Right now these talks are preliminary, because if LeBron James decides to leave Miami the Clippers want in that discussion with all their available weapons (they would have to do a sign-and-trade). Nobody around the league thinks LeBron bolting South Beach is likely, but such is the power and draw of LeBron that even a hint he could come has slowed the free agent market waiting for that domino to fall.
However, the Clippers and Nets have had preliminary talks about a sign-and-trade that would re-unite Paul Pierce and his former coach Doc Rivers, reports Ramona Shelburne and Ohm Youngmisuk at ESPN.
And while the Clippers could simply sign Pierce as a free agent using their midlevel exception at $5.3 million, they are interested in pursuing sign-and-trade scenarios that would allow Brooklyn to get something in return for the 10-time All-Star and because the Clippers already have so many small forwards….
The Clippers likely would include some combination of Jared Dudley, Matt Barnes and last year’s first-round pick, Reggie Bullock, according to sources.
Jamal Crawford also could be in that mix.
Pierce was firmly in the Jason Kidd camp in Brooklyn and with Kidd now actually having to develop players in Milwaukee it is unclear how Pierce — or Kevin Garnett — feel about the old-school Lionel Hollins coming in as coach. He can leave as a free agent, but he can get more money from the Clippers via a sign-and-trade. Plus the Nets would get something back in return.
Improving at the three and adding depth to the front line are two of the Clippers big off-season priorities (as well as re-signing Darren Collison or landing another quality backup point guard).
The Clippers brought in Jared Dudley play the three last year but the previously solid jack-of-all-trades player struggled to fit in Rivers’ system and his efficiency (and needed three point shooting) fell off. The Clippers are on the hunt for a replacement and Rivers the GM likes to go to players that either played well for him before or played well against him in the past. Pierce certainly fits that mold, and even at age 37 the crafty veteran small forward can get you some buckets (and would find it easier in Los Angles where Chris Paul and Blake Griffin would draw the attention of defenses).
Craig Sager couldn’t be in Rio covering the Olympics for NBC, his cancer wouldn’t allow it. That didn’t stop Team USA from reaching out to him before they left. Or from Nike designing a sweet pair of shoes for him.
Now there is good news on his battle against leukemia — he will have a third bone marrow transplant, according to his son Craig Sager II.
This is fantastic news for a man and family who have been through a lot. Hopefully, this treatment is a step forward for Sager, a man beloved by everyone around the NBA.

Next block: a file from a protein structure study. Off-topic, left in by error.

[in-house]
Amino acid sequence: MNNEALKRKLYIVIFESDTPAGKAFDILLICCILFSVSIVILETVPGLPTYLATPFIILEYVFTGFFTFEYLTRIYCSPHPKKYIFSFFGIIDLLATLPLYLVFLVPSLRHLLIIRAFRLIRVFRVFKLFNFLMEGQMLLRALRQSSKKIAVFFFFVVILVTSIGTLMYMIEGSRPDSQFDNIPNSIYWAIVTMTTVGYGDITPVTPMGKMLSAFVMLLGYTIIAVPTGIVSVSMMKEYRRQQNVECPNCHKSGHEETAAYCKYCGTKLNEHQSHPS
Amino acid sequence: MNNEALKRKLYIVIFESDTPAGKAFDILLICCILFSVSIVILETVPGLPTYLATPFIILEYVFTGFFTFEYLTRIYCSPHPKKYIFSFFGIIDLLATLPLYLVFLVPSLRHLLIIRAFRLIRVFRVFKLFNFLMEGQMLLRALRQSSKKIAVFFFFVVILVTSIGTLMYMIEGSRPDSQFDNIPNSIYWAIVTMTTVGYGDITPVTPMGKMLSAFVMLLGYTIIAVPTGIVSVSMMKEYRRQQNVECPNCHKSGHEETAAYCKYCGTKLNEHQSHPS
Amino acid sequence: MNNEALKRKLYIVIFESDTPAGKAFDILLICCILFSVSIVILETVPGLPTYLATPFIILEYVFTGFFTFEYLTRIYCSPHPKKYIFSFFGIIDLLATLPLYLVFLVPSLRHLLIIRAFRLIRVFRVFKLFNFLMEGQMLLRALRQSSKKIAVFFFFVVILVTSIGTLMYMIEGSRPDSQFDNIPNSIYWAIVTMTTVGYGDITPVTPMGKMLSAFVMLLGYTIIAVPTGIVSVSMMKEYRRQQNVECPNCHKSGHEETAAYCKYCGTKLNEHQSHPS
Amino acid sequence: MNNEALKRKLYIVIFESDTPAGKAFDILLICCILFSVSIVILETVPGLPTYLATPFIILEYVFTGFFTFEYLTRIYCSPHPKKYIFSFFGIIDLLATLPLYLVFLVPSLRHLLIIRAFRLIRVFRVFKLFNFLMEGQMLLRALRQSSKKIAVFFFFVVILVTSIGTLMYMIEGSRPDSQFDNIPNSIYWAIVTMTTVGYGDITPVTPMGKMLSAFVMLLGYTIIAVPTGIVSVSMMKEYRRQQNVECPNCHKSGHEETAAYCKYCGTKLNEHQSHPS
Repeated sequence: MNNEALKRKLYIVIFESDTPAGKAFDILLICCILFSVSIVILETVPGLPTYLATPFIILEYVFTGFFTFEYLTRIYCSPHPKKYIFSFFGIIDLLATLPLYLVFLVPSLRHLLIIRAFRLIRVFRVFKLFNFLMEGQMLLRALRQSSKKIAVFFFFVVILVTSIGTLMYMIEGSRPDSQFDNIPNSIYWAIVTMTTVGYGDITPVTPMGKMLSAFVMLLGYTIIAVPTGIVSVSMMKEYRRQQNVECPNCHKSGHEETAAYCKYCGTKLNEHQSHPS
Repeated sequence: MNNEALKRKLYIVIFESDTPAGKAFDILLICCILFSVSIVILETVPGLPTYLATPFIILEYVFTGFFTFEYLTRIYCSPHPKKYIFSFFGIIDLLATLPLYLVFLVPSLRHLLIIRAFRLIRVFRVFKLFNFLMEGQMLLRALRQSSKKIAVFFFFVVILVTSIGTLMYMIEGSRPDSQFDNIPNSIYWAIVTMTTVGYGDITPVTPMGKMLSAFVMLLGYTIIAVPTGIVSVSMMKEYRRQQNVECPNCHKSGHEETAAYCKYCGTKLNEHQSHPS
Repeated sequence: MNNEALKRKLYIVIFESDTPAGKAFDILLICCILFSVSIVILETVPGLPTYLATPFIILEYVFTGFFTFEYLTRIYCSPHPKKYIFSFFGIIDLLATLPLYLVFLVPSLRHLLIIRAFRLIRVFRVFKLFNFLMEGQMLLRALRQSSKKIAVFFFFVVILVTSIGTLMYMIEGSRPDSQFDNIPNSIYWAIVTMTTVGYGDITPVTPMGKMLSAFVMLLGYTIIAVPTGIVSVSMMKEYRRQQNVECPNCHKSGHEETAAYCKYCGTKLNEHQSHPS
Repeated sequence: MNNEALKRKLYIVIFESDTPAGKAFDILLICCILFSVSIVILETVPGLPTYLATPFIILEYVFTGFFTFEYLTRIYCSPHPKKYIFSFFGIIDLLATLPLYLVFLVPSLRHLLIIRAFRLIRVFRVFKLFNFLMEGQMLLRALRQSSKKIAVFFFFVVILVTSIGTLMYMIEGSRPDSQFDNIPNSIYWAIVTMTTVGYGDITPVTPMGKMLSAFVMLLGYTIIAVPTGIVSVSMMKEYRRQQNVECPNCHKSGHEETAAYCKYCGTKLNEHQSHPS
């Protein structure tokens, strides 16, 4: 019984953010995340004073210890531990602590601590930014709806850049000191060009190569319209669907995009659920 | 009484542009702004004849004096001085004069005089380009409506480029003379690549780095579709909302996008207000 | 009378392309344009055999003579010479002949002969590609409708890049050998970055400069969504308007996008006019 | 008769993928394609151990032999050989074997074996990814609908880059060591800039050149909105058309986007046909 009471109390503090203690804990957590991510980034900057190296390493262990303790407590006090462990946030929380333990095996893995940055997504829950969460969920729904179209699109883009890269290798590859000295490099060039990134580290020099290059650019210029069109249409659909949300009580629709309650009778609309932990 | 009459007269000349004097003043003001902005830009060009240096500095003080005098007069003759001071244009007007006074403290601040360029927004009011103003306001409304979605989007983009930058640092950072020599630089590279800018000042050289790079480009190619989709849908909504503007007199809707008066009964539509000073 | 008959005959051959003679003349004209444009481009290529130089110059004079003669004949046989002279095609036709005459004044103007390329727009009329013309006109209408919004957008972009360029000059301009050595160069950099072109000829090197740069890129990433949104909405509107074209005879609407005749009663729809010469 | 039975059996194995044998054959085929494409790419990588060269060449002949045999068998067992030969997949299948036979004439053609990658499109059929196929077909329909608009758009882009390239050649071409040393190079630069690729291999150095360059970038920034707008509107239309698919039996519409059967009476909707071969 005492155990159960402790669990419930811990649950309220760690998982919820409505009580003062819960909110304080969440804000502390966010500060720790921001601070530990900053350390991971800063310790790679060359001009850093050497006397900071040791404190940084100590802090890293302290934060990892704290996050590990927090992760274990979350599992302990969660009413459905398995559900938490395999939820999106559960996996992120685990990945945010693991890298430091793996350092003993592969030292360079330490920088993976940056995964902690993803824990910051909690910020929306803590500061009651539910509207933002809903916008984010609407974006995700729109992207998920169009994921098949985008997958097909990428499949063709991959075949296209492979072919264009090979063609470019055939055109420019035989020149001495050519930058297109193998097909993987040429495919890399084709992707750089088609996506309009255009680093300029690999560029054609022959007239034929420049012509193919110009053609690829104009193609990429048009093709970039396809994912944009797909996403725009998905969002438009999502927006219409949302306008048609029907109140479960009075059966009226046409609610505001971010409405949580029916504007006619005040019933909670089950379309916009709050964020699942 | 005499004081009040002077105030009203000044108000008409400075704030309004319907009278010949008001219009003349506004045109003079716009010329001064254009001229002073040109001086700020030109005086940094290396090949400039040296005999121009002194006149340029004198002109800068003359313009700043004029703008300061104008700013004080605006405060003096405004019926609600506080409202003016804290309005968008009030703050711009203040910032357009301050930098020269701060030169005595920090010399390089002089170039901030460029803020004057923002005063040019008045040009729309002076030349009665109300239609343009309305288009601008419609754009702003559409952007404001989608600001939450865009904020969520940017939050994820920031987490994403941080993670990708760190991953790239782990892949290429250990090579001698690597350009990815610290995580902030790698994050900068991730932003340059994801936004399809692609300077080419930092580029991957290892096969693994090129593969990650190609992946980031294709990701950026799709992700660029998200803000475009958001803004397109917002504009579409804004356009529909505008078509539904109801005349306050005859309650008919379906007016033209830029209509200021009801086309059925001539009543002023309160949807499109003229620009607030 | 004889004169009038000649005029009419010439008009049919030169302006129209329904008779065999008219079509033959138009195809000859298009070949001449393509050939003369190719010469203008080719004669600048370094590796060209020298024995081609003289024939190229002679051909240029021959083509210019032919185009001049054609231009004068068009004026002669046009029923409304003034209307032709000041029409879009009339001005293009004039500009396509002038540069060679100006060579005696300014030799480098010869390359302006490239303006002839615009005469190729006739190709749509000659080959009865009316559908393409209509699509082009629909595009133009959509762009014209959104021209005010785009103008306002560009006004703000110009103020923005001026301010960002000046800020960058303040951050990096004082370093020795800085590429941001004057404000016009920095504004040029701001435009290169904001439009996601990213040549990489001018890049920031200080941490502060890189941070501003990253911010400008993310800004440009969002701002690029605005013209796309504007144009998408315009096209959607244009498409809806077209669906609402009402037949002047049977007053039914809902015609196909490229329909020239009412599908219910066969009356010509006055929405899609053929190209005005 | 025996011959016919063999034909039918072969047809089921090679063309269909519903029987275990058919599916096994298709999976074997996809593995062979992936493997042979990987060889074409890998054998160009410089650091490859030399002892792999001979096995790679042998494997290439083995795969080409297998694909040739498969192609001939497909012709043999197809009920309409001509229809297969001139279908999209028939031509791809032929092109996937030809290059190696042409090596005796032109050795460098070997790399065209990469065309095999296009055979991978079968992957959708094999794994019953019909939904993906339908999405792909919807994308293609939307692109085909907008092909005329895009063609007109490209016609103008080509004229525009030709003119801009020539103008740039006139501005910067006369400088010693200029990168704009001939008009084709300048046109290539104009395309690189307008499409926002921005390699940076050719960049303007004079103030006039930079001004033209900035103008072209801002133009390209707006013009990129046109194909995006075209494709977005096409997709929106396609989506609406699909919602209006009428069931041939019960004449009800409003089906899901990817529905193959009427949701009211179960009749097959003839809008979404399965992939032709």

The Oklahoma City frontcourt is crowded. Enes Kanter and Steven Adams will start, and they will have Nick Collison, Ersan Ilyasova, Domantas Sabonis, and now Joffrey Lauvergne behind them.
Which likely means Mitch McGary‘s done as a member of the Thunder, according to Royce Young of ESPN.
McGary has battled injuries his two seasons in the league and got on the court for only 72 minutes total last season for the Thunder (he played in more games and put up solid numbers in the D-LEague). He was not part of the future there regardless. He’s an undersized five trying to play the four and what he brought as a rookie — energy — was not enough as a sophomore.
McGary will make $1.5 million this season. He may be tough to move because he’s suspended for the first five games he’s eligible to play next season for failing the league’s drug policy (five games is the standard suspension for testing positive for marijuana three times). Maybe a team looking to develop players will give him a shot, but there is little trade value for him.
If you can knock down a 19-foot shot, then a 15-footer should be easier. Right?
Apparently that — and just basic muscle memory — is the latest attempt to improve Dwight Howard‘s free throw shooting. And, he seems to be knocking down those shots.
It’s not hard to see the logic in this approach.
The challenge is form and reps are not the problems for Howard — or DeAndre Jordan or Andre Drummond or others — when it comes to hitting free throws. Anyone who says “why don’t they just practice the shot” doesn’t pay attention, these guys put in a lot of work on the shot. Pregame and in practice (I’m Los Angeles based), Jordan probably hits 65 percent from the line. At least.
The problem is mental. That can be a tougher hurdle to clear. Maybe taking 19 footers and knocking them down will have Howard feeling more confident at the stripe this season.
But we’re going to need to see it to believe it. Just like we’re going to have to see a rejuvenated Howard in Atlanta before we believe this season will be different from the last few.
Until this season, Jason Thompson had never been to the playoffs. He spent seven seasons in Sacramento before getting traded to the Warriors last offseason, and then signing with the Raptors midseason when Golden State waived him to make room on the roster for Anderson Varejao. His NBA days appear over, at least for now. International basketball reporter David Pick reports that Thompson has agreed to a deal to play in China.
Since the CBA’s season ends in March, Thompson could theoretically join an NBA team for the stretch run next year. But he didn’t appear to have much interest on the free-agent market this summer.